A dirty job, but someone's got to do it: The sensitive might recoil from just reading about the unpleasant tasks of life. Andrea Adams meets five people whose work requires a strong stomach: George Miller - Maggot breeder

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Indy Lifestyle Online
GEORGE MILLER, a maggot breeder in the Midlands for the past 15 years, has watched dozens of men walk out of the job before the end of their first day.

'A lot of people associate maggots with death and corpses, so they don't seem to cope well with the sight of thousands of them wriggling around. But it is usually the smell they can't stand. On a hot summer's day it even gets into your pores. After work, it's the quickest way I know to be served a beer in a local bar.

'When I first came here, I saw some of the blokes sitting next to one of 150 brick vats of maggots, eating their fish and chips, and I thought: 'With that smell, how could they?' Maggots give off ammonia when they're hungry, and although you get used to it, it is a terrible stink. But now I do just the same as they did.'

Mr Miller, a 52-year-old divorcee ('You're not surprised, are you?') talks as he puts a handful of maggots back into their box before reaching for a cheese sandwich. Boxes containing millions of squirming maggots are kept alive in the spacious chilling room, ready to be dispatched in refrigerated lorries to supply the shops frequented by anglers in search of live bait, both in Britain and abroad. Zoos and aviaries are other destinations for the slippery masses.

Mr Miller recalls how he was once knee-deep in maggots when a lorry's refrigeration system failed. 'My eyes were stinging and watering and I could hardly breathe. Once they start to get warm, the ammonia smell intensifies, and if they're not chilled down, they stretch and die within minutes.'

One of the most important daily tasks is to mince the fish offal and still-feathered turkey and chicken carcasses, which are crammed into discarded oil drums.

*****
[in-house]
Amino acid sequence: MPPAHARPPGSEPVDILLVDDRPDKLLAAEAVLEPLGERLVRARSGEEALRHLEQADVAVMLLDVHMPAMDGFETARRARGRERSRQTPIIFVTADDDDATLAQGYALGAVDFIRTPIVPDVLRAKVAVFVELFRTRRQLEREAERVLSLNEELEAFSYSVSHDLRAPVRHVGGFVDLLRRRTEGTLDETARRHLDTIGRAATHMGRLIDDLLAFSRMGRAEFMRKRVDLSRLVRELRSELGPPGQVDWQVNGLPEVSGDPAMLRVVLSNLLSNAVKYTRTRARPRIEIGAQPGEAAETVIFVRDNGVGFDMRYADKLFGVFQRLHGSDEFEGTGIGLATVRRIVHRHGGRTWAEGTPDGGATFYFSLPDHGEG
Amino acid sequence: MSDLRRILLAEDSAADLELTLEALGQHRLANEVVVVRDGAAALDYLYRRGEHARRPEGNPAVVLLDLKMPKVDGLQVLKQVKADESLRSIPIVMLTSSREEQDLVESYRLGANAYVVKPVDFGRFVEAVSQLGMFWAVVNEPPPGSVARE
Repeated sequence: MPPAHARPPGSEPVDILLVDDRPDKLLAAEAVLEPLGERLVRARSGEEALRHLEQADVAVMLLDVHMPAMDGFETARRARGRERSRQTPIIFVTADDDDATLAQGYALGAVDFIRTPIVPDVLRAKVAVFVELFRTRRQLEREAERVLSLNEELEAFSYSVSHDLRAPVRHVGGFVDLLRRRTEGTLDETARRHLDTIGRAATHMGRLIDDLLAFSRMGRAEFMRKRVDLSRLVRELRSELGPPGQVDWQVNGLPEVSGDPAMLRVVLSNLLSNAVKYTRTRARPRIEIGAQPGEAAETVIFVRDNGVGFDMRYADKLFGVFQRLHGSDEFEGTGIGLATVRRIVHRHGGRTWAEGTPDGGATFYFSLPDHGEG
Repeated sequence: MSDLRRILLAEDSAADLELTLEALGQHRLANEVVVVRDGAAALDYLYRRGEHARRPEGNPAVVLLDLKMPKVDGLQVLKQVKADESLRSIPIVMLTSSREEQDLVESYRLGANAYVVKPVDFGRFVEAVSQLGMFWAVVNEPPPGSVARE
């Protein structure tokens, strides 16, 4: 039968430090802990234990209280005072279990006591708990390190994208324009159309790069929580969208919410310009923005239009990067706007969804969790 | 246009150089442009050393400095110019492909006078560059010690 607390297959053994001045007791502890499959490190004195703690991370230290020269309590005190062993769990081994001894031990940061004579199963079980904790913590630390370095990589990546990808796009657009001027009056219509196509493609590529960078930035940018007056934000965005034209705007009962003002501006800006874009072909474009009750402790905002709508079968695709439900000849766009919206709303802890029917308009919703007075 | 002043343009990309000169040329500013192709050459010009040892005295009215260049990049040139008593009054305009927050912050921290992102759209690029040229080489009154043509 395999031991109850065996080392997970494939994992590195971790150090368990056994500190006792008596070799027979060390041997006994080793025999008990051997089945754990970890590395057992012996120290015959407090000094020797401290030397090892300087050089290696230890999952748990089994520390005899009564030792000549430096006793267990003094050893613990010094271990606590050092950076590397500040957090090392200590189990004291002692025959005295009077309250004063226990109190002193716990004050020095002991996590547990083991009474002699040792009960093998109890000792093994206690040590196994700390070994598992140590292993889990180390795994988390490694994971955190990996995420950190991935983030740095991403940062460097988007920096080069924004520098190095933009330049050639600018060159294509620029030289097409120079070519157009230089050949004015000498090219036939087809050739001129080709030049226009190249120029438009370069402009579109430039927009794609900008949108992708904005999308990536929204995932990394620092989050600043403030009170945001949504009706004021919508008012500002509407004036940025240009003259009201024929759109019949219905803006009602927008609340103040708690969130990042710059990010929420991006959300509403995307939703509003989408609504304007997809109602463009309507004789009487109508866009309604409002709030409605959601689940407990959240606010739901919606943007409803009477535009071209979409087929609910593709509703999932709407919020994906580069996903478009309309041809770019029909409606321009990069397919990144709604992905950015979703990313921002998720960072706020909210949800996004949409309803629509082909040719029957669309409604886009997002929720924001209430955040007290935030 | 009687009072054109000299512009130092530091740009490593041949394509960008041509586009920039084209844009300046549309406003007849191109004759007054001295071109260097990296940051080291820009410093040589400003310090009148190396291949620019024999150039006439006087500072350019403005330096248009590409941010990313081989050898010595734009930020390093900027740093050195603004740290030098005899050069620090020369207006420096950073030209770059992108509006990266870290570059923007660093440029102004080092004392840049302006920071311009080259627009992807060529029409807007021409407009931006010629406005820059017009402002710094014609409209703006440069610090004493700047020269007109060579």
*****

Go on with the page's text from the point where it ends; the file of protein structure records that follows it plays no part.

The raw meat is put down in fly- houses containing billions of bluebottles, or 'pinkies', as one variety is affectionately known. Mr Miller says that the flies blow fertile eggs on to the meat - 'providing they're given plenty of tender loving care'.

'You see, these flies are tame. They'll happily sit on your hand. But you have to walk in quietly and give them respect, otherwise they can swarm into the air, get into your nose, or ears, or nostrils, and if they break their wings, then you might lose the lot.

'That's the aim of some of our competitors. In the season, when there's a glut of maggots and everyone is producing for the same outlets, the flies are the number one target when it comes to industrial espionage.'

Once the fly-blown meat is spread thinly across the base of the brick vats, the eggs hatch into maggots within an hour.

'They're just bags of protein. I'd eat them if I was starving, and when you grow one to be half an inch or so long, there's a real sense of pride about the place,' Mr Miller says.

'All they do is look for something to eat, you know. Me and my mates have even discussed what would happen if one of us fell unconscious into a maggot vat when nobody else was around. I suppose they'd think we were quite tasty]'

Mr Miller's 55-hour week shovelling and filtering maggots earns him a take-home pay of pounds 125.

'Some of the blokes go to endless lengths before they go home, showering and spraying themselves. They end up smelling like a load of tarts. Sometimes you can shower, and then bath yourself at home, and you still end up down the pub with everyone giving you a wide berth. But it's a job I love and I certainly wouldn't do anything else.

'Anyway, if you breathe in that ammonia, it's the finest cure I know for a hangover]'

(Photograph omitted)

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